Max Alexander is a UK-based artist who started knitting moths in 2014 using Shetland wool. In her interview, we learn more about her scientific inspiration for the series: Knitted Moths.
What inspired you to create Knitted Moths?
I knitted a few creatures including an octopus and an axolotl (a species of salamander) when a friend suggested that I make a rosy maple moth. I wasn’t particularly interested, (I thought all moths were boring and brown!). When I saw that moths could be bright pink and yellow, I thought it could be fun. I started researching moths, only to discover how many different and amazing varieties there are. It quickly became addictive! I was working part-time in a yarn shop/gallery called Prick Your Finger and the owner, Rachael Matthews, offered the space for an exhibition. That was in November 2014, it was great to show them off and I was delighted by how popular they were.
Can you described what is involved in creating your SciArt work?
Once I choose a moth, I study as many different pictures and/or specimens as I can find. Then I sketch out a pattern for the wings on graph paper and start knitting. I often have to adjust it as I go to keep the shapes as accurate as possible. Once the wings are complete I make the body, legs, and antennae, then stitch it all together. Once done, I put them in frames with a label with the common and scientific name. I like to think they would look at home in a natural history museum.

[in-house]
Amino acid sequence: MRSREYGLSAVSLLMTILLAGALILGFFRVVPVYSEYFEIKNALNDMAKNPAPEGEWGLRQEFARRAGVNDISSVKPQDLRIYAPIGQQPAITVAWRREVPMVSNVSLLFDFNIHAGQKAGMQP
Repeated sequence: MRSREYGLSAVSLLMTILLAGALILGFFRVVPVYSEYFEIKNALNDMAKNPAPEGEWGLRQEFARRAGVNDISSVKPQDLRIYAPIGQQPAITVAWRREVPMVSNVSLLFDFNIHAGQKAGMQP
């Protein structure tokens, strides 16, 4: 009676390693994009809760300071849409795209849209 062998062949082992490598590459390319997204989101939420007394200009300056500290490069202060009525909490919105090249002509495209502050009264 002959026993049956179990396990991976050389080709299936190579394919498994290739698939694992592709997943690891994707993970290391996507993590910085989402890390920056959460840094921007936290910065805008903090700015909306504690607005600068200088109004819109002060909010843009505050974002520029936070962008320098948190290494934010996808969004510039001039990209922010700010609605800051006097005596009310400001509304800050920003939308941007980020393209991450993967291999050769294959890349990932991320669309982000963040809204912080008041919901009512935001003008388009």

Which Knitted Moth piece stands out to you the most and why?
I have become more confident in choosing complicated moths since I started. The early ones only used three or four colours, but I recently completed the Madagascan Sunset Moth, which used 16 different shades. Using more colours makes the knitting a lot slower, but I think it’s worth it even if I do spend a lot of time untangling all the different strands of yarn. It is by far the biggest piece so far.
What impact do you hope to achieve with this body of work?
I hope to show people that moths can be every bit as stunning as butterflies. I have made 45 different moths so far, and there is so many more that I want to knit. Even after three years of moth knitting I am still coming across new species that blow me away.